LAKE CITY, Minn. (AP) - A book and documentary due out this summer will recount the Sea Wing tragedy of 1890, a shipping accident in which 98 people died when their paddle-wheeler flipped over on Lake Pepin.
Fred Johnson, of Inver Grove Heights, and Ben Threinen, of Lake City, are producing the 30-minute documentary. Their goal is to raise awareness about the ill-fated ship that has come to be known as Minnesota’s Titanic, the Rochester Post-Bulletin reported (http://bit.ly/1hJS8rA ).
Despite the number of deaths, few people in Minnesota seem to know about the Sea Wing. Johnson and Threinen, who describe themselves as history lovers, said they hope their efforts ensure the ship and its fate are not forgotten.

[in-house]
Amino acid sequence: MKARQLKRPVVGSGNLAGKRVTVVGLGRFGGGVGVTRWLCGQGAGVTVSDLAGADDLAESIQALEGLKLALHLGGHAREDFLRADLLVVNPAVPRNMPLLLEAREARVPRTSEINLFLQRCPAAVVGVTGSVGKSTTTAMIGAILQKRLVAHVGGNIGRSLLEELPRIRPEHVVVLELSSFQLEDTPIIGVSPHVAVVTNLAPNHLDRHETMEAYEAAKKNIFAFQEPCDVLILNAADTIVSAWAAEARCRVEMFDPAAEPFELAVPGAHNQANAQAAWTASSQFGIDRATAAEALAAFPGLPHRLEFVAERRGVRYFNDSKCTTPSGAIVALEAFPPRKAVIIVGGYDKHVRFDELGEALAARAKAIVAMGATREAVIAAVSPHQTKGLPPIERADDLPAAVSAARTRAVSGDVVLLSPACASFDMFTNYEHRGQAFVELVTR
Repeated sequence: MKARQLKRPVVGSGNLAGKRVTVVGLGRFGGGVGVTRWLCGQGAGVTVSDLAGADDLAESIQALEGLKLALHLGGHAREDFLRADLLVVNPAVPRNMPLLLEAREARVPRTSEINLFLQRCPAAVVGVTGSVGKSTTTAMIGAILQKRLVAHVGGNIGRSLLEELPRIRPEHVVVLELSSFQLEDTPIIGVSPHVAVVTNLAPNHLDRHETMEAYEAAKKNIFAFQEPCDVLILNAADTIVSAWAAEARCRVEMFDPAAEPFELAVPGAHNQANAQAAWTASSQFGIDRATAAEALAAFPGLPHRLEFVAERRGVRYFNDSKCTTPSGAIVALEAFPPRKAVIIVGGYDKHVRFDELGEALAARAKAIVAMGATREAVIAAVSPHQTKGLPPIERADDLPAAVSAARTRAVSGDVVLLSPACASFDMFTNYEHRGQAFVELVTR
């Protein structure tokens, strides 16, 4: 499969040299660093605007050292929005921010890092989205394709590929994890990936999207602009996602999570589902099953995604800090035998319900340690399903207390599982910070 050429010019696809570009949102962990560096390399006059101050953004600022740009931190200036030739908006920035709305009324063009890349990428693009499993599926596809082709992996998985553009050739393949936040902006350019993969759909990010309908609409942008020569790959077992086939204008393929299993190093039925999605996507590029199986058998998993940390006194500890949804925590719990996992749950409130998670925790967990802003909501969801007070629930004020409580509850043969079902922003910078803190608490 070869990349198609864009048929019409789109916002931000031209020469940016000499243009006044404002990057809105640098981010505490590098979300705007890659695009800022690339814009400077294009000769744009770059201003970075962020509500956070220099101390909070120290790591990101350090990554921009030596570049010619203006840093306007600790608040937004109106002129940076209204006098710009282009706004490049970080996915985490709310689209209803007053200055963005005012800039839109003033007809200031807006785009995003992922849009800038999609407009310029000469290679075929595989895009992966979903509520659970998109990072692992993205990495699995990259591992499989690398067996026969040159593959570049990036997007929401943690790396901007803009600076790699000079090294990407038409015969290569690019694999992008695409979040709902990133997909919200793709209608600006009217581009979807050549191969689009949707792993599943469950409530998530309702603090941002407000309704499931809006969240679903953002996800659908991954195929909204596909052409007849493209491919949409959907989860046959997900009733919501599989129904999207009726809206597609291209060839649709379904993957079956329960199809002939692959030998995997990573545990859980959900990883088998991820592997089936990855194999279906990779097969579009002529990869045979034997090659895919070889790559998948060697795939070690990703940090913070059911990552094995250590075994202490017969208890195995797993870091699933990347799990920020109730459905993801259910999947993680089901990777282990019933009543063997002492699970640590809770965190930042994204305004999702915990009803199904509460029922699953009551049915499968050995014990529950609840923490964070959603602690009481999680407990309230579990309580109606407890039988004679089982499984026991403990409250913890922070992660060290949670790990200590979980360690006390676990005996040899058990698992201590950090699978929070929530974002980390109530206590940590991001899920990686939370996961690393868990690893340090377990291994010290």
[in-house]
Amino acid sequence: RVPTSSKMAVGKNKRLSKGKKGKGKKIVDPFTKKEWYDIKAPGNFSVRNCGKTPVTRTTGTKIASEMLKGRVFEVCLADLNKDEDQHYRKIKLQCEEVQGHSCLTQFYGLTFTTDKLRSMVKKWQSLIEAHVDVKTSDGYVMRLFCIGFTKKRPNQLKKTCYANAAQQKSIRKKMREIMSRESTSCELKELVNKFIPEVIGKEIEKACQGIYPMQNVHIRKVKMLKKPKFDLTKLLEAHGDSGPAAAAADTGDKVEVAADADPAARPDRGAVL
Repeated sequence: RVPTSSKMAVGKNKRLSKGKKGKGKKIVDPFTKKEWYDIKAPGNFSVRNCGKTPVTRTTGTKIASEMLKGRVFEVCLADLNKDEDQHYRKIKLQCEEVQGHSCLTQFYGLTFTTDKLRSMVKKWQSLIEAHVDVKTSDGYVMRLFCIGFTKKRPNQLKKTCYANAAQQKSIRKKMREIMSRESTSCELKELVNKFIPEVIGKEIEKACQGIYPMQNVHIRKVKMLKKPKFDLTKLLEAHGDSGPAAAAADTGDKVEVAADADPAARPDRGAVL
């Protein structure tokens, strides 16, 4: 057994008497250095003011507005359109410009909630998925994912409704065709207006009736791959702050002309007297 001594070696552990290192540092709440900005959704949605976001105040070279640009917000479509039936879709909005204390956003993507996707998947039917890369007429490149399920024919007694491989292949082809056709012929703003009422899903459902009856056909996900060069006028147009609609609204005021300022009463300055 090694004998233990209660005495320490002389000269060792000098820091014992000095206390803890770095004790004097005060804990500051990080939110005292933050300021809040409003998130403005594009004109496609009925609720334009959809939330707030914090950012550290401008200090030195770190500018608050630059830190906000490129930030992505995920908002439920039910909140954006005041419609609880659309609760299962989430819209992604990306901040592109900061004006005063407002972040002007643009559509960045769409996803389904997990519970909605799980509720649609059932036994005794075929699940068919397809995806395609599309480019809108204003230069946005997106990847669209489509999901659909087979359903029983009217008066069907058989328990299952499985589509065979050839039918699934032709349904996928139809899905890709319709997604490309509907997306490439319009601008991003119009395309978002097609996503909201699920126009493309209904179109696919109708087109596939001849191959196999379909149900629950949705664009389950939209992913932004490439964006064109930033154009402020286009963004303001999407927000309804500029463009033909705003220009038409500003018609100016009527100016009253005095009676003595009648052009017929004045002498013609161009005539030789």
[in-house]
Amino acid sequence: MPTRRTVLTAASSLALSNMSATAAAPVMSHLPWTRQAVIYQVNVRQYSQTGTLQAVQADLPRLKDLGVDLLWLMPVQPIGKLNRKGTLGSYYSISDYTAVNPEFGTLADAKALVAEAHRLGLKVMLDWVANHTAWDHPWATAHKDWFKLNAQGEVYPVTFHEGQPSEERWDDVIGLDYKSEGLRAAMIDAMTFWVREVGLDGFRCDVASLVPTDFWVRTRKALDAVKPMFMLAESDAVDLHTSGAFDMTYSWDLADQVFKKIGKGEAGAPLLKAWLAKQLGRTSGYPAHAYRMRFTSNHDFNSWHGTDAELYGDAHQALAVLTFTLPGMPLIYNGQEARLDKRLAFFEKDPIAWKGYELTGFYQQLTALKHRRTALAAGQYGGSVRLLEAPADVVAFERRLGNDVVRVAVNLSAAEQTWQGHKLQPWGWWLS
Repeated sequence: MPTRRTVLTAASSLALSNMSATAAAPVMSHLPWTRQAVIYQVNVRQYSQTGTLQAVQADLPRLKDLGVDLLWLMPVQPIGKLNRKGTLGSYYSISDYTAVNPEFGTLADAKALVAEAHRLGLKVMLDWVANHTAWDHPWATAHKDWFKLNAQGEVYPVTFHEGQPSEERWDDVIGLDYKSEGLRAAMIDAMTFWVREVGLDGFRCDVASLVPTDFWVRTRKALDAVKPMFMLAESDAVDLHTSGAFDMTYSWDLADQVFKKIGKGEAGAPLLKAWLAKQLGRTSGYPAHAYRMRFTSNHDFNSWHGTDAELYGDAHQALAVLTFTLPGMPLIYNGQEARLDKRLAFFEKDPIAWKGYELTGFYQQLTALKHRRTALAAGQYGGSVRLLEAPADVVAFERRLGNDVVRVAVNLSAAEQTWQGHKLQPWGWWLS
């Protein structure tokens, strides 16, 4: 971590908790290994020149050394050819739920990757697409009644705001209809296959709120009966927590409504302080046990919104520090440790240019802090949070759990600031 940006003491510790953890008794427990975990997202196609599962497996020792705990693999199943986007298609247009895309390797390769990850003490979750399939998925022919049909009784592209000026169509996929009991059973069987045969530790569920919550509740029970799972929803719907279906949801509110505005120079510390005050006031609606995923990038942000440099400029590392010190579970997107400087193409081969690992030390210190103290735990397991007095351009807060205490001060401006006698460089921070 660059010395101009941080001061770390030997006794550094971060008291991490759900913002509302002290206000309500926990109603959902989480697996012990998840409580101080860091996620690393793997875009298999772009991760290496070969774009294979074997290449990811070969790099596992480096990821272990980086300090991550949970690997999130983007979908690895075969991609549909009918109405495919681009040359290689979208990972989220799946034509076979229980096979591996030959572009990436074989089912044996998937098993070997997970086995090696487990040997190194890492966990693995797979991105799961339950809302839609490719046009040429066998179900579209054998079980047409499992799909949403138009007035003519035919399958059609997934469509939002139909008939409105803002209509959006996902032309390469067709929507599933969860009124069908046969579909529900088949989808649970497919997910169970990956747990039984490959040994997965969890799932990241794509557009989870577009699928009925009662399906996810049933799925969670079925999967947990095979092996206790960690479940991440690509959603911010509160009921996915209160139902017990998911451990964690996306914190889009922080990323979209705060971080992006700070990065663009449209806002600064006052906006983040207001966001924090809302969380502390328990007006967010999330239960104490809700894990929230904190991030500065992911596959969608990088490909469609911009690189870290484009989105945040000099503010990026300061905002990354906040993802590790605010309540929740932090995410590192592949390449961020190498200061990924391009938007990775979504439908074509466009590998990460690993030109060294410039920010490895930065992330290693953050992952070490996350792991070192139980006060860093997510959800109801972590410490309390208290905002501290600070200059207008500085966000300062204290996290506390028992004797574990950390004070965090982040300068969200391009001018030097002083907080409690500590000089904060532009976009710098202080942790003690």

When Johnson tells people what happened, “they sit there and stare like I’m talking about something truly incredible and horrible,” he said.
The documentary will feature a number of items from the Goodhue County Historical Society collection. Among them is an 1890 copy of Illustrated American Magazine, which shows dramatic photos of victims’ bodies being recovered.
“There are more images than I thought,” Threinen said.
The Sea Wing was mostly used to move log rafts on the Mississippi. But on July 13, 1890, it was used as an excursion boat to take people from Red Wing to Lake City to visit National Guard troops at their summer encampment at Camp Lakeview. The boat was a few miles into the return trip when it was smashed by a large wave, causing it to overturn.
Most of the 98 who died were teens and young adults.
Johnson’s great-grandfather helped haul bodies to Red Wing morgues. Two of his wife’s great-aunts drowned.
Threinen, a longtime television cameraman, said he was excited about using video to tell the story.
“I want to bring it to life,” he said.
The book and movie are expected to come out a few weeks before July 13, the 124th anniversary of the disaster.
Information from: Post-Bulletin, http://www.postbulletin.com